Sri Lanka's Ambassador to U.S. Briefs United states Congressmen
Apr 28, 2009
Turn from Conflict Concerns to the Humanitarian Relief Mission
Sri Lanka’s ambassador to the United States continued meetings with members of Congress in April, offering briefings on the coming conclusion of the government’s conflict with the Liberation Tigers of Tamil Eelam, as well as prospects for civilian resettlement and redevelopment.
Ambassador Jaliya Wickramasuriya stressed the government’s intent to resettle displaced persons as soon as possible. He explained to those he met with in Congress the success the government has realized in resettling and rebuilding the Eastern Province.
Ambassador Wickramasuriya met six members of the House of Representatives during the third week of April. He will continue meetings on Capitol Hill this week and next. All six members of the House expressed their support for the Sri Lankan government’s efforts to conclude its conflict with the Liberation Tigers of Tamil Eelam, or LTTE.
Several representatives, such as South Carolina Republican Rep. Joe Wilson, compared the struggle in Sri Lanka to efforts by the U.S. to rid Afghanistan and Pakistan of the Taliban and Al Qaeda extremists. Wilson, a leader in the India caucus in the House, said a swift end to the fighting in Sri Lanka would, “be good for the whole region, for all of South Asia.”
Ambassador Wickramasuriya used maps and diagrams to show each member of Congress just how much ground Sri Lankan forces had wrested from the LTTE in recent months. He explained the need for aid for extensive de-mining operations, as well the disciplined approach that Sri Lankan forces had taken to safeguard civilians in an increasingly complex battle zone.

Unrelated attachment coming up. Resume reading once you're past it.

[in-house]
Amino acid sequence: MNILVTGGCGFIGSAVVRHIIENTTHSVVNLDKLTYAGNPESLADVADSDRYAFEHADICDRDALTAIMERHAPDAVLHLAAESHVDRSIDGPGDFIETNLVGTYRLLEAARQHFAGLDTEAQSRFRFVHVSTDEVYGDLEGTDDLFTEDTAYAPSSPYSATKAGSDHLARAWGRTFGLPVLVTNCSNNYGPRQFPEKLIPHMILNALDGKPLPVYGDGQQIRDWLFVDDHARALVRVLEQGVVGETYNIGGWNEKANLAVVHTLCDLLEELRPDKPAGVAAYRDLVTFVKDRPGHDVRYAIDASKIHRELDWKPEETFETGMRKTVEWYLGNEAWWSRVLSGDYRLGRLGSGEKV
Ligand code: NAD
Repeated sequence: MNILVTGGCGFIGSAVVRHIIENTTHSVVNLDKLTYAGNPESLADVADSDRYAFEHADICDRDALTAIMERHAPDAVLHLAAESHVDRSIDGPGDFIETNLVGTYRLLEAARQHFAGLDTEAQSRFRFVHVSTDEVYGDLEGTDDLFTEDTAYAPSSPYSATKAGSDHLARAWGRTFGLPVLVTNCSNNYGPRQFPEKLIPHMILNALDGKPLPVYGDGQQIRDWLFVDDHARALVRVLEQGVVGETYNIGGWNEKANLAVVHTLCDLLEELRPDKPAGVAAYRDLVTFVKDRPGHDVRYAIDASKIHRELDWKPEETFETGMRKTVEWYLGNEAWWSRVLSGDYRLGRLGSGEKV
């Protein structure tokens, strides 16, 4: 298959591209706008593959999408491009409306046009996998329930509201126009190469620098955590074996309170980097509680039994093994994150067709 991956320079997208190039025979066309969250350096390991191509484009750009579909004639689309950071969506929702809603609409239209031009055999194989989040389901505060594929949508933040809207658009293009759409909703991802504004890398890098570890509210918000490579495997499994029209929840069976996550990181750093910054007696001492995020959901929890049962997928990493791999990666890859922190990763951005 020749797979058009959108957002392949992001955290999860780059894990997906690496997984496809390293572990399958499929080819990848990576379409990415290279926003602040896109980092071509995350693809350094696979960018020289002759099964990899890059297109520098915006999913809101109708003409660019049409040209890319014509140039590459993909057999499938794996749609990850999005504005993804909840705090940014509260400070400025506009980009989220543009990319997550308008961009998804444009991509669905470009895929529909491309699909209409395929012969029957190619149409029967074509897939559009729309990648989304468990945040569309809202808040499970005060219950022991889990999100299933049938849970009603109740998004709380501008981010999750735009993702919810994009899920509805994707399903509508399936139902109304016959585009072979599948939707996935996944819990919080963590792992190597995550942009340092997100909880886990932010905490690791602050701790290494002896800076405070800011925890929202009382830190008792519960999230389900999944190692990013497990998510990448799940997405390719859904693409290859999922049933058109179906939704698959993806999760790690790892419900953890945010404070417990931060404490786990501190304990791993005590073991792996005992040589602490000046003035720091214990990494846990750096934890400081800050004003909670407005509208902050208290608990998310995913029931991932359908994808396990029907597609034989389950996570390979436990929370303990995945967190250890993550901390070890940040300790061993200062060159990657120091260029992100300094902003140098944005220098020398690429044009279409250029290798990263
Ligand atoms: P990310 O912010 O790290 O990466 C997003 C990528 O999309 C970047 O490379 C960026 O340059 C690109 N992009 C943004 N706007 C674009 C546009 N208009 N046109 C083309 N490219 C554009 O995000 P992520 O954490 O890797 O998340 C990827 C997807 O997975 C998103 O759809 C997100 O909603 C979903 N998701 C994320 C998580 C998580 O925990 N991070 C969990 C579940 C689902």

Ambassador also showed members of Congress where the government had established welfare centers for the 180,000 people who have left LTTE areas until the fighting ends. Included among them are the 111,000 people who escaped from the LTTE within the last week alone.
“Our main purpose is getting the civilians out of danger,” Ambassador Wickramasuriya told those in Congress. “The Tigers were firing at the civilians who were fleeing.” Apart from Rep. Wilson, Ambassador Wickramasuriya met with Rep. Heath Shuler, a North Carolina democrat, Rep. Mike Ross, a democrat from Arkansas, Rep. Joseph Crowley, a New York democrat, Rep. Shelley Berkley, a democrat from Nevada and Rep. Chris Van Hollen, a Maryland democrat.
Rep. Van Hollen’s father served as the U.S. ambassador to Sri Lanka from 1972 to 1976, and Rep. Van Hollen spent those years as a boy living in Sri Lanka.
While about 30 members of Congress recently wrote a letter calling for a ceasefire in the conflict, many others are expressing support for Sri Lanka’s effort to end the fighting once and for all. Indeed, in meetings with Ambassador Wickramasuriya, members of Congress have called the ceasefire letter mistake.
A ceasefire, Ambassador Wickaramsuriya noted in the meetings, would allow the LTTE to rearm and regroup. The recent two-day unilateral pause in the conflict, he noted, allowed the LTTE to fortify defenses to keep the civilians form escaping.
Several of the House members have already visited Sri Lanka, and Ambassador Wickramasuirya is helping some members of Congress organize Congressional fact-finding visits in near future.